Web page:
- What happens to commissions/bonus?
In some roles, your job may be a base salary plus a commission (sometimes referred to as a bonus) structure. Find out what happens to your commissions; when your commissions will be paid out; or if they will be prorated.
- When will your health insurance benefits end?
Generally the majority of current benefit entitlements are required by employment standards to continue during your notice period. You may want to speak to your HR department or the person responsible regarding insurance to clarify the policy’s terms and conditions.
- Will there be outplacement services?
While in Canada there is no legislation requiring an employer to provide outplacement services, some companies do offer outplacement services (potentially through a third party) as a means to ease your transition. Outplacement services may include career counselling, re-orientation into the job market, advice on resume writing and/or interviewing techniques, etc. This is beneficial if you have been a long-term employee and are entering the job market for the first time in a number of years.
- When will you receive your Record of Employment (ROE)? Follow-up!
The Record of Employment (ROE) is mandatory in establishing a claim for Employment Insurance (EI) benefits. Service Canada uses the information provided on the ROE to determine whether you are eligible to receive EI benefits, the amount of the benefits you are entitled to, and the length of time the benefits will be provided to you. You are able to register for EI without your ROE, however your EI eligibility will not be determined until Service Canada’s receipt of the ROE. Your employer may choose to send the ROE directly to Service Canada electronically after your notice period ends rather than during. Now if you are in a case where there is a notice period, but you are not required to work all of it, you may want to follow-up with your employer when the ROE will be sent in.
Alternately if you can get a copy of the ROE from your employer, do so—the copy will be used by Service Canada until the electronic copy from your employer is received. You can register the required information so Service Canada can make the above determinations regarding your file and EI eligibility without delay.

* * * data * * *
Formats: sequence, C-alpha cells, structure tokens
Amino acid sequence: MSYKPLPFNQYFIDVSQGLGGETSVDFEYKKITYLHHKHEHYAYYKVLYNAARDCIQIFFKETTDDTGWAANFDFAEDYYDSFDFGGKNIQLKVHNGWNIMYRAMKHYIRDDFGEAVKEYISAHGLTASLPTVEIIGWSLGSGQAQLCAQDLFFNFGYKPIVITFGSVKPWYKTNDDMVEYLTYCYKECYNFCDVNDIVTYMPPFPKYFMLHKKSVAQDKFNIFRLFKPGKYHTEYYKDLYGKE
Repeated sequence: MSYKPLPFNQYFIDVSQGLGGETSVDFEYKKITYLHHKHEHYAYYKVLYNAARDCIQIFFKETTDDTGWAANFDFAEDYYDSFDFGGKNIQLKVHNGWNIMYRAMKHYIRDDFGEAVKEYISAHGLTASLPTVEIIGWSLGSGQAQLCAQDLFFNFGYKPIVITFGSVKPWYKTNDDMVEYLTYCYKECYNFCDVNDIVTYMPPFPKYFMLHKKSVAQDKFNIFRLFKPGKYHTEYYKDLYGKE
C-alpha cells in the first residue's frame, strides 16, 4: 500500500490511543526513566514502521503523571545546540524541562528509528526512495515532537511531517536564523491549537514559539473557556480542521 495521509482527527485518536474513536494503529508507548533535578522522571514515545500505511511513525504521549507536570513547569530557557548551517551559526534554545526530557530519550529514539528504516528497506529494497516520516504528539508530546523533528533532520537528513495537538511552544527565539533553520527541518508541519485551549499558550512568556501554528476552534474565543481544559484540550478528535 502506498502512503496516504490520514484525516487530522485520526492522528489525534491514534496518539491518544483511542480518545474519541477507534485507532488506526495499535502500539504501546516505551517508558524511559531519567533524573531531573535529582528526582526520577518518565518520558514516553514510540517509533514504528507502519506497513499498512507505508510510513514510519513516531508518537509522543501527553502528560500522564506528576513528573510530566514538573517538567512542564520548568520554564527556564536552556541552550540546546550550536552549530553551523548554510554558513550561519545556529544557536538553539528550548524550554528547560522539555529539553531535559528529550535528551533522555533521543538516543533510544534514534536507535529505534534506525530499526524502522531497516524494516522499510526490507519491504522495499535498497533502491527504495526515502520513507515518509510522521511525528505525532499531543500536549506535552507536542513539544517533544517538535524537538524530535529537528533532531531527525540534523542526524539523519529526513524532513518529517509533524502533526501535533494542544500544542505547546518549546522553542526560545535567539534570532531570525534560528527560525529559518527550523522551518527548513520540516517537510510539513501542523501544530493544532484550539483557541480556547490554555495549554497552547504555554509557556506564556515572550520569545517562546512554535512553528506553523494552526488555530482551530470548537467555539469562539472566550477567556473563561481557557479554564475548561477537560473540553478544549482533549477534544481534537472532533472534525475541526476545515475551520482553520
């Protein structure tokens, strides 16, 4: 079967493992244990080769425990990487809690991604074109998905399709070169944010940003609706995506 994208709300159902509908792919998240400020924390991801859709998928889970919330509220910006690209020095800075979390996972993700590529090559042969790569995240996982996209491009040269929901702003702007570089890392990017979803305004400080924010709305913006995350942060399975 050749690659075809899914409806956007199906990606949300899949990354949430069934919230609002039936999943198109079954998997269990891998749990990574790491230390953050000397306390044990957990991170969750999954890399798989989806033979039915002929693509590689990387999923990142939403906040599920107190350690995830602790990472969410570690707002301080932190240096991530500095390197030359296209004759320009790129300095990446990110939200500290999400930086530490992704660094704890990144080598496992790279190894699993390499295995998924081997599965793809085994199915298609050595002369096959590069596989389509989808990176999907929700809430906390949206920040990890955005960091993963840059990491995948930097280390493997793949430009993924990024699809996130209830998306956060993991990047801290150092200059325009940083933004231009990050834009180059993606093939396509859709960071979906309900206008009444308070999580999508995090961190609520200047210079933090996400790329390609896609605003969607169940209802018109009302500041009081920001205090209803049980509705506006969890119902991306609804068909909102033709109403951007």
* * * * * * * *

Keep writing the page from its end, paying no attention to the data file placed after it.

- File for Employment Insurance (EI) Benefits immediately.
Even if you believe you are highly employable and will not require EI, the process of looking for new employment can take longer than you might expect. You will still have living costs to deal with while waiting for a potential employer to make you an offer, or provide you a start date if an employment offer has been made. If you are eligible for EI benefits, file right away. Remember that filing for EI can be done without receipt of your Record of Employment, but your assessment will not be completed by Service Canada until the ROE is received.
Registering for Employment Insurance Benefits can be done online at Service Canada’s site: https://www.canada.ca; or in person at the Service Canada location nearest you.
Being “let go” is a temporary state (especially if you proactively look for another place of employment).
Talk to people you trust, or to your friends and/or family. You will be amazed by the stories you hear and the number of people you know who have been in the exact same situation—all of whom have survived and thrived, you will too.
Potentially, this can be viewed as a new opportunity for you. Perhaps you will decide to go back to school, or travel, or become an entrepreneur. Being let go from your job may become the catalyst for a new and exciting time in your life.
Don’t view being let go as an ending because the most important truth about the situation is so much better than that …it is a beginning!
Kate Toner is a Government Proposal Writer in Adecco’s Head Office. She possesses over 17 years of professional business writing experience in the staffing industry, 16 years of which were dedicated to the information technology staffing field. Kate’s focus on government contracts during that time has honed her business writing skills and aided in winning multiple standing offers, supply arrangements, vendor of records, and preferred status with numerous public sector clients and broader public sector clients. Celebrating her first year with Adecco in June 2017, Kate is passionate about the power of the written word and its importance in business communications.
The above is not legal advice, nor is it intended to replace legal advice. Various industries must comply with provincial employment standards, however, some industries are required to follow federal employment standards. An employee, in event of being let go from their employment, should always refer to the official legislated version of Employment Standards Act (ESA) regulations in their Province or at the Federal level. Check with your provincial Ministry of Labour or the Canadian Government for the updated version of the ESA which can be found online in most regions. Please also note that if you are a unionized worker you will also wish to check with your Union Representative to understand your rights under your collective agreement which may have additional standards for employers to adhere to. Find out which applies to your employer and contact an employment lawyer in order to know your legal rights.